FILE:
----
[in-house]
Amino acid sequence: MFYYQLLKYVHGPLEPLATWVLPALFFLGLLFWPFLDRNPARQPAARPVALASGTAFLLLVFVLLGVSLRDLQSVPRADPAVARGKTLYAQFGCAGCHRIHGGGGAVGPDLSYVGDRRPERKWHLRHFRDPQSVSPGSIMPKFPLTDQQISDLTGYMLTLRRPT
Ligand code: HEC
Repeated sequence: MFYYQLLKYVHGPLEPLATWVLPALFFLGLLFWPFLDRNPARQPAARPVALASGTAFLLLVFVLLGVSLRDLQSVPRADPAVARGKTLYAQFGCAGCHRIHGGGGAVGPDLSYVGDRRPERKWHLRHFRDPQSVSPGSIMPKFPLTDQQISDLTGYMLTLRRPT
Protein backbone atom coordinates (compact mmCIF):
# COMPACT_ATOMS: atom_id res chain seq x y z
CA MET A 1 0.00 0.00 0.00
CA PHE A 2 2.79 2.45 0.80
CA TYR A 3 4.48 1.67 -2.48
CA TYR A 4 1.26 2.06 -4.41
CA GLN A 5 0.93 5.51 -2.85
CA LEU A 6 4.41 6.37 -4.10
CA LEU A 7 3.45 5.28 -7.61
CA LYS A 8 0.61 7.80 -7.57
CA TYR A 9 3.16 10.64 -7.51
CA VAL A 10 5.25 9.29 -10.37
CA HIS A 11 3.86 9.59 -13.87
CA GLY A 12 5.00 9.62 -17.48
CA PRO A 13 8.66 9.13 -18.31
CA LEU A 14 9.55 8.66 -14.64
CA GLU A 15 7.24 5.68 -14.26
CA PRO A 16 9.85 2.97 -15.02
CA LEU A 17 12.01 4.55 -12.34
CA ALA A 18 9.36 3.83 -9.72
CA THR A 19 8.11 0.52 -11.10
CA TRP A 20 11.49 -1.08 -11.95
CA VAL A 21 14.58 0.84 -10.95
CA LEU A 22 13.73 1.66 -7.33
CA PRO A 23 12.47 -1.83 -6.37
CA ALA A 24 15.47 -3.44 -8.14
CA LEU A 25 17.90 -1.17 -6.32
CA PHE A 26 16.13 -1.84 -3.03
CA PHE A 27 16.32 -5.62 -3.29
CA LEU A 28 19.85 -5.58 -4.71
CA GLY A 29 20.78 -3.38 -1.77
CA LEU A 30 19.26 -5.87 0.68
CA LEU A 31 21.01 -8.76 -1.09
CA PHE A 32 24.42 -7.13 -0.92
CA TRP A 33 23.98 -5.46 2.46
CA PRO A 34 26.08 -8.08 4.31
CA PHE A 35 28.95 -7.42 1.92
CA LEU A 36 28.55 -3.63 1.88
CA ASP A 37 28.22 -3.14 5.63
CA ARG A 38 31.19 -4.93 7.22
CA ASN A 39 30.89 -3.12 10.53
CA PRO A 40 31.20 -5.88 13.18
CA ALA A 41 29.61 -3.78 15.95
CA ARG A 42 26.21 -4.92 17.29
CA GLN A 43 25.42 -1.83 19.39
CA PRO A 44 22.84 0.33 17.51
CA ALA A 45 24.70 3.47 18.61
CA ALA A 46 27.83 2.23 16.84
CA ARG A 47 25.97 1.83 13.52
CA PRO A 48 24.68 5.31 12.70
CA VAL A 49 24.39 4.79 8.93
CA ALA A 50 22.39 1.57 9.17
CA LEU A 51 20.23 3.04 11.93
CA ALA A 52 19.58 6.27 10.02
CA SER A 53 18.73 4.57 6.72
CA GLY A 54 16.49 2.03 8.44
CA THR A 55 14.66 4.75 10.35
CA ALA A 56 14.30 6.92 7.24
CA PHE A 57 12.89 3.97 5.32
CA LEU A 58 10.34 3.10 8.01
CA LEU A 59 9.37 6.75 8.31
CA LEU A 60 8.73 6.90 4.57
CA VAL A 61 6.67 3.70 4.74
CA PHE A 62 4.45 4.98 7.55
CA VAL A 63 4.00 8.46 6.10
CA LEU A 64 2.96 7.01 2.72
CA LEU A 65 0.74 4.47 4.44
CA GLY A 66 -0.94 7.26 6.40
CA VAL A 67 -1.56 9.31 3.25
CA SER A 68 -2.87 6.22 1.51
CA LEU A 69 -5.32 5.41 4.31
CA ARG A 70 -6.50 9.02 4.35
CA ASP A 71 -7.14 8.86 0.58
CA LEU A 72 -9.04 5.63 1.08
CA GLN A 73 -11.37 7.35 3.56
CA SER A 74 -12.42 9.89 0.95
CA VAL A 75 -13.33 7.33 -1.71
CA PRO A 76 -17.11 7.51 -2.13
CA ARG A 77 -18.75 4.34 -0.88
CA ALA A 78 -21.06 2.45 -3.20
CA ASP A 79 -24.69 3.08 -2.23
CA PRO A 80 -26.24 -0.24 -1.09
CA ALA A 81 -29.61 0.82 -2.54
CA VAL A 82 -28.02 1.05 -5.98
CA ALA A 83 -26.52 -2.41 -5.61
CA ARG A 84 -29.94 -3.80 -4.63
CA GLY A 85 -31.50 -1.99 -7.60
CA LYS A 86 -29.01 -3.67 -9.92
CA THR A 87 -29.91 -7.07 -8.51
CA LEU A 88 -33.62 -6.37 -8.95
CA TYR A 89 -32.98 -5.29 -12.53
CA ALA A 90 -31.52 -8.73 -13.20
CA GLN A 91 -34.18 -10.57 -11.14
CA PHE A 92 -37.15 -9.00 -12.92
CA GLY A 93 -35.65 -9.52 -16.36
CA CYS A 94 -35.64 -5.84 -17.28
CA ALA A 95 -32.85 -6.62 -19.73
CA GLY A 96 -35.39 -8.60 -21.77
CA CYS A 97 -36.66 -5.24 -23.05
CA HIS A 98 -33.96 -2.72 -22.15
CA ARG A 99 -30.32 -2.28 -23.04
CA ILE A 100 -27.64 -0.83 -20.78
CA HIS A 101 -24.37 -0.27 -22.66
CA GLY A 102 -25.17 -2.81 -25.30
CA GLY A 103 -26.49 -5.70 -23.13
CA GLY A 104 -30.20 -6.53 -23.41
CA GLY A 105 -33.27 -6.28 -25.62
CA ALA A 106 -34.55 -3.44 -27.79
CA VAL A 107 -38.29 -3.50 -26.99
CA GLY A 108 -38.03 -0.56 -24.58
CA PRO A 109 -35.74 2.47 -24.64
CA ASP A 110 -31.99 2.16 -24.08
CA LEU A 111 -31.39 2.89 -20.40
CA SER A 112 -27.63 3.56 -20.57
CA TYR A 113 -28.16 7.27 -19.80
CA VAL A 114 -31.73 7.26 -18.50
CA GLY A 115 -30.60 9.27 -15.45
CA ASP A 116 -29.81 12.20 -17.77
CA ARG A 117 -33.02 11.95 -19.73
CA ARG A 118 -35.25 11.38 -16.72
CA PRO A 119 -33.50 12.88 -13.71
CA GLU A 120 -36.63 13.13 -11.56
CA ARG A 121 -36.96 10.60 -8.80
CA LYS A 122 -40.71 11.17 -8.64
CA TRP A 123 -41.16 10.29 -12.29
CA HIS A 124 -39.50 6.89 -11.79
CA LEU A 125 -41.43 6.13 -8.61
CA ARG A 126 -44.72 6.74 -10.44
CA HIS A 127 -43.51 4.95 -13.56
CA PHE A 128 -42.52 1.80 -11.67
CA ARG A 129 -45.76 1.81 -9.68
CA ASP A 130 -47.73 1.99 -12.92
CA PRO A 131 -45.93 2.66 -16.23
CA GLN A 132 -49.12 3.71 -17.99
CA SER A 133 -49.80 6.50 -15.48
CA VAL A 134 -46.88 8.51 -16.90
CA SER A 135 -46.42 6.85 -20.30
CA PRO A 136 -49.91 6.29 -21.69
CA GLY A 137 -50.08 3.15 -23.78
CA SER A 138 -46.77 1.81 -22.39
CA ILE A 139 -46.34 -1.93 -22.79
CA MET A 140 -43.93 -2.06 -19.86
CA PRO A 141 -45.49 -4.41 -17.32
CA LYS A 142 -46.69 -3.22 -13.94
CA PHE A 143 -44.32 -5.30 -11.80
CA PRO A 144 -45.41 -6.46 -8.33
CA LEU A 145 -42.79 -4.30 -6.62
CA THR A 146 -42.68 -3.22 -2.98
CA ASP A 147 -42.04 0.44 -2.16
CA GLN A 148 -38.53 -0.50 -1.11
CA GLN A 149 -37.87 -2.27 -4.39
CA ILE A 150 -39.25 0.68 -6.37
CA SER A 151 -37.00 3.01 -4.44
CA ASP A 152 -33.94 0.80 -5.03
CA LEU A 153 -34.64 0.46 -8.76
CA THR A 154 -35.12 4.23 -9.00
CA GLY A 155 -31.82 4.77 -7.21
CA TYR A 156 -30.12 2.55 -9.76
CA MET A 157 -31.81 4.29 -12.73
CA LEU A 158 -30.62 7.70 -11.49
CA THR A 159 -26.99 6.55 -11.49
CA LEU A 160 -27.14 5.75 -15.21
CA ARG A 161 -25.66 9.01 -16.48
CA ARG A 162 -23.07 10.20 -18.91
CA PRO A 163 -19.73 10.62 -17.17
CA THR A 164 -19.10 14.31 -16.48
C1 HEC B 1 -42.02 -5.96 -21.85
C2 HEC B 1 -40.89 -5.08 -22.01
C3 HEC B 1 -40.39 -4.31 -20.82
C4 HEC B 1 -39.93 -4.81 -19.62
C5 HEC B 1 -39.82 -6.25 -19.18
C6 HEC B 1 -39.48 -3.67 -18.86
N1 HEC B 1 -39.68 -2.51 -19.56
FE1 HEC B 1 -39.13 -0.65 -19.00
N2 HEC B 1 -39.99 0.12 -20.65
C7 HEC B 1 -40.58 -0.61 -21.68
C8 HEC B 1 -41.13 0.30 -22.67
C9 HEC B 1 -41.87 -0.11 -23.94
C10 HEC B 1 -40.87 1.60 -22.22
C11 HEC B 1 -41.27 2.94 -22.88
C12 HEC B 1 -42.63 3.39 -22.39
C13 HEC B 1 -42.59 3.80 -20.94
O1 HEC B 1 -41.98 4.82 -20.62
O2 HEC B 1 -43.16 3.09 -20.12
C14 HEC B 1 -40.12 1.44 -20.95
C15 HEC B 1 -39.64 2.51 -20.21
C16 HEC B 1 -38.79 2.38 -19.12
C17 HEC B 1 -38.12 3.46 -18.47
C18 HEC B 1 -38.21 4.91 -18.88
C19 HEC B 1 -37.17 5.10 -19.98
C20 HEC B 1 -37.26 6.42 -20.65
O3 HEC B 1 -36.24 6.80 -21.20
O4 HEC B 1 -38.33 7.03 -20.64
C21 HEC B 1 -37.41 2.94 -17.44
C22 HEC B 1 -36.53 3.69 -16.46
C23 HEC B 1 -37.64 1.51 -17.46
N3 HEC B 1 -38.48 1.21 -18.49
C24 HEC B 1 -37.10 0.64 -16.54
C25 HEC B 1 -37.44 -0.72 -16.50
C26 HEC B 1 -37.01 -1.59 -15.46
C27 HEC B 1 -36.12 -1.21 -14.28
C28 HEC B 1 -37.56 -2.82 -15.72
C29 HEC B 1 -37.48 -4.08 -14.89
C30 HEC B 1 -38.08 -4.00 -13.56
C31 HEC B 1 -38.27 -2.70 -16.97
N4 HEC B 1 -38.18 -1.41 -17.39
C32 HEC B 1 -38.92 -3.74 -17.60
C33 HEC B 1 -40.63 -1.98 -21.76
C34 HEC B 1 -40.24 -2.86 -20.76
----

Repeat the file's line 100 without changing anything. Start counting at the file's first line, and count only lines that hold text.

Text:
CA CYS A 94 -35.64 -5.84 -17.28